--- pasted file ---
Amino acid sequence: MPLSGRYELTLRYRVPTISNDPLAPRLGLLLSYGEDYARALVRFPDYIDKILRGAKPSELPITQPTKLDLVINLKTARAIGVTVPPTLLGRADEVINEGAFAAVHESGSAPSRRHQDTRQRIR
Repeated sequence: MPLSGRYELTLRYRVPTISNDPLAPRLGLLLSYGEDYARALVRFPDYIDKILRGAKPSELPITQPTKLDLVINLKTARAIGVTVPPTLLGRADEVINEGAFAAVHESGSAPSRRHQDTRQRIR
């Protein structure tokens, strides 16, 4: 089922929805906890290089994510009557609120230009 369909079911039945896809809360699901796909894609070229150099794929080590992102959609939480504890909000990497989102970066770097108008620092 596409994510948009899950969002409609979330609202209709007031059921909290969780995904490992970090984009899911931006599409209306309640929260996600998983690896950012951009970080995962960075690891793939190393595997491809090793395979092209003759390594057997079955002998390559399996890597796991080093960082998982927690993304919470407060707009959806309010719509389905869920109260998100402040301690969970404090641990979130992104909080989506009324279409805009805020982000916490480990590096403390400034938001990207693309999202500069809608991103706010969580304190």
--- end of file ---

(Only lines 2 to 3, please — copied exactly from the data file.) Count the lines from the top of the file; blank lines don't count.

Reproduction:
Repeated sequence: MPLSGRYELTLRYRVPTISNDPLAPRLGLLLSYGEDYARALVRFPDYIDKILRGAKPSELPITQPTKLDLVINLKTARAIGVTVPPTLLGRADEVINEGAFAAVHESGSAPSRRHQDTRQRIR
């Protein structure tokens, strides 16, 4: 089922929805906890290089994510009557609120230009 369909079911039945896809809360699901796909894609070229150099794929080590992102959609939480504890909000990497989102970066770097108008620092 596409994510948009899950969002409609979330609202209709007031059921909290969780995904490992970090984009899911931006599409209306309640929260996600998983690896950012951009970080995962960075690891793939190393595997491809090793395979092209003759390594057997079955002998390559399996890597796991080093960082998982927690993304919470407060707009959806309010719509389905869920109260998100402040301690969970404090641990979130992104909080989506009324279409805009805020982000916490480990590096403390400034938001990207693309999202500069809608991103706010969580304190």